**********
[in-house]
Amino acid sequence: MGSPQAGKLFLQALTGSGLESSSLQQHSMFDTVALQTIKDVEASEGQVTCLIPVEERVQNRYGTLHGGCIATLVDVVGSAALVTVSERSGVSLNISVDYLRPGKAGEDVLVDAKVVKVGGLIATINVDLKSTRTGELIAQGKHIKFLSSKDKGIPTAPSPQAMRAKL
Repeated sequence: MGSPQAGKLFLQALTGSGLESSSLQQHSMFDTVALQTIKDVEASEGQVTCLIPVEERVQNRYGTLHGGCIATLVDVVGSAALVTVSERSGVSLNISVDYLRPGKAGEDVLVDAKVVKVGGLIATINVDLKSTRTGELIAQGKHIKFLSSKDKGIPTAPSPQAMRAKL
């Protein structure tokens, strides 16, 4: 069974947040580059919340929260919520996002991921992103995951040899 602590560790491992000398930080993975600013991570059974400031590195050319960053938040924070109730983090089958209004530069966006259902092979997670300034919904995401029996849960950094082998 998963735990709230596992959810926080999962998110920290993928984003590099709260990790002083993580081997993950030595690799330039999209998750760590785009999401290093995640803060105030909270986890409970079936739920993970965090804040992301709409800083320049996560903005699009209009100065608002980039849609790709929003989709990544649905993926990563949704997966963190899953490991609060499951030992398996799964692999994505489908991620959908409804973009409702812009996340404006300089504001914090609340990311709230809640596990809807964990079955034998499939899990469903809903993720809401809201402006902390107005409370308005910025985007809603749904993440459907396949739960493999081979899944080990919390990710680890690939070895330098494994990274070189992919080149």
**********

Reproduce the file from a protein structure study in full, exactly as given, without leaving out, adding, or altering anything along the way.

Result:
[in-house]
Amino acid sequence: MGSPQAGKLFLQALTGSGLESSSLQQHSMFDTVALQTIKDVEASEGQVTCLIPVEERVQNRYGTLHGGCIATLVDVVGSAALVTVSERSGVSLNISVDYLRPGKAGEDVLVDAKVVKVGGLIATINVDLKSTRTGELIAQGKHIKFLSSKDKGIPTAPSPQAMRAKL
Repeated sequence: MGSPQAGKLFLQALTGSGLESSSLQQHSMFDTVALQTIKDVEASEGQVTCLIPVEERVQNRYGTLHGGCIATLVDVVGSAALVTVSERSGVSLNISVDYLRPGKAGEDVLVDAKVVKVGGLIATINVDLKSTRTGELIAQGKHIKFLSSKDKGIPTAPSPQAMRAKL
């Protein structure tokens, strides 16, 4: 069974947040580059919340929260919520996002991921992103995951040899 602590560790491992000398930080993975600013991570059974400031590195050319960053938040924070109730983090089958209004530069966006259902092979997670300034919904995401029996849960950094082998 998963735990709230596992959810926080999962998110920290993928984003590099709260990790002083993580081997993950030595690799330039999209998750760590785009999401290093995640803060105030909270986890409970079936739920993970965090804040992301709409800083320049996560903005699009209009100065608002980039849609790709929003989709990544649905993926990563949704997966963190899953490991609060499951030992398996799964692999994505489908991620959908409804973009409702812009996340404006300089504001914090609340990311709230809640596990809807964990079955034998499939899990469903809903993720809401809201402006902390107005409370308005910025985007809603749904993440459907396949739960493999081979899944080990919390990710680890690939070895330098494994990274070189992919080149």